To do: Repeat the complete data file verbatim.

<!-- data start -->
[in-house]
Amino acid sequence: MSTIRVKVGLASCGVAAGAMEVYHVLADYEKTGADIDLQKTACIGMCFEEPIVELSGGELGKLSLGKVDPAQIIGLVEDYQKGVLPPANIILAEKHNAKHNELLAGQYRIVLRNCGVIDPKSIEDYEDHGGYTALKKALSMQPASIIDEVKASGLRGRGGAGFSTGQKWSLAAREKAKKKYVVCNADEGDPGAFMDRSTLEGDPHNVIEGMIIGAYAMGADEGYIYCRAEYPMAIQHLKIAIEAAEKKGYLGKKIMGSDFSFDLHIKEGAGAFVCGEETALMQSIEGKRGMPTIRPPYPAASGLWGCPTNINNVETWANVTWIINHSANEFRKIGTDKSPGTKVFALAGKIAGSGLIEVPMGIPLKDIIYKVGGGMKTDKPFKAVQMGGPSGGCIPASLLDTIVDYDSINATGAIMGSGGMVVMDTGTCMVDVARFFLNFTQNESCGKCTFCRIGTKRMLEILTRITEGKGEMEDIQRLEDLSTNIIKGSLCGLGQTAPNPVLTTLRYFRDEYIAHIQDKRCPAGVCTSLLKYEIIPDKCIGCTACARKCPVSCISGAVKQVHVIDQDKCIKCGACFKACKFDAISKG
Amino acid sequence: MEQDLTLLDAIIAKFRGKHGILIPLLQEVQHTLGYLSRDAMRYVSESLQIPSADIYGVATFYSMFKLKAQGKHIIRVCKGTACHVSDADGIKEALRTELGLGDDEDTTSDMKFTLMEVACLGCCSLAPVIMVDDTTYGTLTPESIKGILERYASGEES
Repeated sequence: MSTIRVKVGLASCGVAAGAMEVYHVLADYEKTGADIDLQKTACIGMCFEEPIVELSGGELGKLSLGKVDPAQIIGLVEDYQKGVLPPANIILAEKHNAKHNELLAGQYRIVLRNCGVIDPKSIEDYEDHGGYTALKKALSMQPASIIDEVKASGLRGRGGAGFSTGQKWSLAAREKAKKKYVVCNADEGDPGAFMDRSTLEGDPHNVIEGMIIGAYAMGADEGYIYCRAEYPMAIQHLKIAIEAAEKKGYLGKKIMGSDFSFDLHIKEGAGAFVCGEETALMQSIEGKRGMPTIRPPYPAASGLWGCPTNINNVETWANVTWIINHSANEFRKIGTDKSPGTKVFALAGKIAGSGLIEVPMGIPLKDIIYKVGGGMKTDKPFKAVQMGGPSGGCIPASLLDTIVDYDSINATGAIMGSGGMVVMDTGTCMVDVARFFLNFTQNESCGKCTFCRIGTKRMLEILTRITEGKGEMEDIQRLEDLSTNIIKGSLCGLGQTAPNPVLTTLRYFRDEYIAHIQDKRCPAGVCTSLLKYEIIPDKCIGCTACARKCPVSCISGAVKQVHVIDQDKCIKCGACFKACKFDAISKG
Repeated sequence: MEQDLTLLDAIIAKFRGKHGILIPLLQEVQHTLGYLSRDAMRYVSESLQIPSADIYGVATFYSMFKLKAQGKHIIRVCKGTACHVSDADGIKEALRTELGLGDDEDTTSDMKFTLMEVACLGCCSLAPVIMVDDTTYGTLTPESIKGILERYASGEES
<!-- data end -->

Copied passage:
[in-house]
Amino acid sequence: MSTIRVKVGLASCGVAAGAMEVYHVLADYEKTGADIDLQKTACIGMCFEEPIVELSGGELGKLSLGKVDPAQIIGLVEDYQKGVLPPANIILAEKHNAKHNELLAGQYRIVLRNCGVIDPKSIEDYEDHGGYTALKKALSMQPASIIDEVKASGLRGRGGAGFSTGQKWSLAAREKAKKKYVVCNADEGDPGAFMDRSTLEGDPHNVIEGMIIGAYAMGADEGYIYCRAEYPMAIQHLKIAIEAAEKKGYLGKKIMGSDFSFDLHIKEGAGAFVCGEETALMQSIEGKRGMPTIRPPYPAASGLWGCPTNINNVETWANVTWIINHSANEFRKIGTDKSPGTKVFALAGKIAGSGLIEVPMGIPLKDIIYKVGGGMKTDKPFKAVQMGGPSGGCIPASLLDTIVDYDSINATGAIMGSGGMVVMDTGTCMVDVARFFLNFTQNESCGKCTFCRIGTKRMLEILTRITEGKGEMEDIQRLEDLSTNIIKGSLCGLGQTAPNPVLTTLRYFRDEYIAHIQDKRCPAGVCTSLLKYEIIPDKCIGCTACARKCPVSCISGAVKQVHVIDQDKCIKCGACFKACKFDAISKG
Amino acid sequence: MEQDLTLLDAIIAKFRGKHGILIPLLQEVQHTLGYLSRDAMRYVSESLQIPSADIYGVATFYSMFKLKAQGKHIIRVCKGTACHVSDADGIKEALRTELGLGDDEDTTSDMKFTLMEVACLGCCSLAPVIMVDDTTYGTLTPESIKGILERYASGEES
Repeated sequence: MSTIRVKVGLASCGVAAGAMEVYHVLADYEKTGADIDLQKTACIGMCFEEPIVELSGGELGKLSLGKVDPAQIIGLVEDYQKGVLPPANIILAEKHNAKHNELLAGQYRIVLRNCGVIDPKSIEDYEDHGGYTALKKALSMQPASIIDEVKASGLRGRGGAGFSTGQKWSLAAREKAKKKYVVCNADEGDPGAFMDRSTLEGDPHNVIEGMIIGAYAMGADEGYIYCRAEYPMAIQHLKIAIEAAEKKGYLGKKIMGSDFSFDLHIKEGAGAFVCGEETALMQSIEGKRGMPTIRPPYPAASGLWGCPTNINNVETWANVTWIINHSANEFRKIGTDKSPGTKVFALAGKIAGSGLIEVPMGIPLKDIIYKVGGGMKTDKPFKAVQMGGPSGGCIPASLLDTIVDYDSINATGAIMGSGGMVVMDTGTCMVDVARFFLNFTQNESCGKCTFCRIGTKRMLEILTRITEGKGEMEDIQRLEDLSTNIIKGSLCGLGQTAPNPVLTTLRYFRDEYIAHIQDKRCPAGVCTSLLKYEIIPDKCIGCTACARKCPVSCISGAVKQVHVIDQDKCIKCGACFKACKFDAISKG
Repeated sequence: MEQDLTLLDAIIAKFRGKHGILIPLLQEVQHTLGYLSRDAMRYVSESLQIPSADIYGVATFYSMFKLKAQGKHIIRVCKGTACHVSDADGIKEALRTELGLGDDEDTTSDMKFTLMEVACLGCCSLAPVIMVDDTTYGTLTPESIKGILERYASGEES